Over the Air Software - Who Thought This Was a Good Idea?

OK, this is about Tesla cars - but only because that is the only instance I know of this.

So the maker is now sending safety-critical (fuel, steering and braking instructions) to its customer’s cars over the friggin’ air.

I’m guessing that the owner needs to authorize the actual updating, but: how difficult would it be to spoof/piggyback lethal instructions?

e.g. “Next time you see the 43rd pedestrian within 40 seconds, turn wheels 20 degrees right and accelerate to 90 mph”?
IOW: next time you’re in a crowd, jump the curb and mow down everyone.

Is this technology really the optimal way to deliver such instructions?

To take it to its idiot level: You’re hospitalized with a nasty infection. There is an IV in your arm which can automatically deliver any number of drugs.
And it is operated by remote from the doctor’s iPnone 23.
Does this sound rational?

The updates are signed with Tesla’s private key, so it’s unlikely that any bad guys are going to sneak explosionware into your car. Of course, encryption keys can be compromised if they’re mishandled, but that’s just as true for cars who get their software updates at dealer garages, too.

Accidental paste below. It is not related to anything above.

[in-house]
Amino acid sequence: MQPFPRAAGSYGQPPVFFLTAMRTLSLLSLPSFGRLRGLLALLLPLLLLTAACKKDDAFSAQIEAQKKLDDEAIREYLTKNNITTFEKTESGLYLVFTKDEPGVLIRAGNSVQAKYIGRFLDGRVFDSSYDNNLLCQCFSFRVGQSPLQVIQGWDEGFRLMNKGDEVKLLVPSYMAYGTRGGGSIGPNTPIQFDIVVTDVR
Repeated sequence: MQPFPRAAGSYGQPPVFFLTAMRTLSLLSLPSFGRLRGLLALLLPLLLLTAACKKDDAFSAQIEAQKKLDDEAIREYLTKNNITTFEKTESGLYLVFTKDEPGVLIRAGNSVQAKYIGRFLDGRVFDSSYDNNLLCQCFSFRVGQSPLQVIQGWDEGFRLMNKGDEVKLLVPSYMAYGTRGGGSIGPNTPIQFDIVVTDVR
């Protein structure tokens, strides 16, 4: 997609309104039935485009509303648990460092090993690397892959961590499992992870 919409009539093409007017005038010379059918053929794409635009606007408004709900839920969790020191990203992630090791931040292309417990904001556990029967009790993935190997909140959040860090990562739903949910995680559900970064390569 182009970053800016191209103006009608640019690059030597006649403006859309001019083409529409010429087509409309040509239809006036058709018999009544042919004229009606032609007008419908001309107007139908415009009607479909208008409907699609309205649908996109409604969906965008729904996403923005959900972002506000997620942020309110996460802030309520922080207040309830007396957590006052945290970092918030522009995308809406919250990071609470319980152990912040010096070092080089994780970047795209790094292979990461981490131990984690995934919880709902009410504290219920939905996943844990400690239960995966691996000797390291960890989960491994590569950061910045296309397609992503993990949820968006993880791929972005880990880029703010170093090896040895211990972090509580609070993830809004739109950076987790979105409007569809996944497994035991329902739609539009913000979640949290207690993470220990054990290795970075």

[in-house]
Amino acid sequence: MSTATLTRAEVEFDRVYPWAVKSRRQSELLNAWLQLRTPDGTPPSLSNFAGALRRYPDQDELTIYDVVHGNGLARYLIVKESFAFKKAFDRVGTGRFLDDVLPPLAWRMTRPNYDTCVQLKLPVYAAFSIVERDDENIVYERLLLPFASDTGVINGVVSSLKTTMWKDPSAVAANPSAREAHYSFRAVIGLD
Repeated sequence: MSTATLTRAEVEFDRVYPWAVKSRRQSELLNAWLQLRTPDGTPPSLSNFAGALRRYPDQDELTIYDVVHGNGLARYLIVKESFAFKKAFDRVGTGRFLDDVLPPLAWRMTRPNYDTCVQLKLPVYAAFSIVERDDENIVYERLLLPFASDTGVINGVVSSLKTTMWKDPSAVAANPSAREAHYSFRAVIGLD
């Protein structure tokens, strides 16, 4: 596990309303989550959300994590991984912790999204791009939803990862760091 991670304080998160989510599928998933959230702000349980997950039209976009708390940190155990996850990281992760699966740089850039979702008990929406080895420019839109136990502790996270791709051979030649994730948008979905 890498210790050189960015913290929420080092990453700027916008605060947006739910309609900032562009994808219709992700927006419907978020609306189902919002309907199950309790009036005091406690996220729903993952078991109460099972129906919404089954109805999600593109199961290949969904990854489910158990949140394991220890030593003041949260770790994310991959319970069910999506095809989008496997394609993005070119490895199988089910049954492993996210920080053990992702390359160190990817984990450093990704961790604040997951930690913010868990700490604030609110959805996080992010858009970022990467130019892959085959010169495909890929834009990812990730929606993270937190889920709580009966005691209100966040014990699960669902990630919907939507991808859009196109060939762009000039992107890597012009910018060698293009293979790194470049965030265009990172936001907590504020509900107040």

The benefits of implementing improvements to a product through this method are unparalleled by any other method. On the other hand, your fears about the 43rd pedestrian scenario are unfounded, as the software logic simply does not work that way at all.

Depends on whether they sterilize the phone before the operation.

As long as the vehicle has the ability to identify (within X% probability) a “pedestrian”, the software COULD work that way - that is the marvel of computers - they do what the software tells them to do - process payroll, operate check sorters, run ATMs.

If a car can self-park, it can:
Select gear
Control speed
Control steering
Control braking.

If I can tell it to ‘park’ I can tell it to ‘turn wheel and accelerate’.

It has been many years since I had a blind confidence that ‘the computer cannot make any mistake’.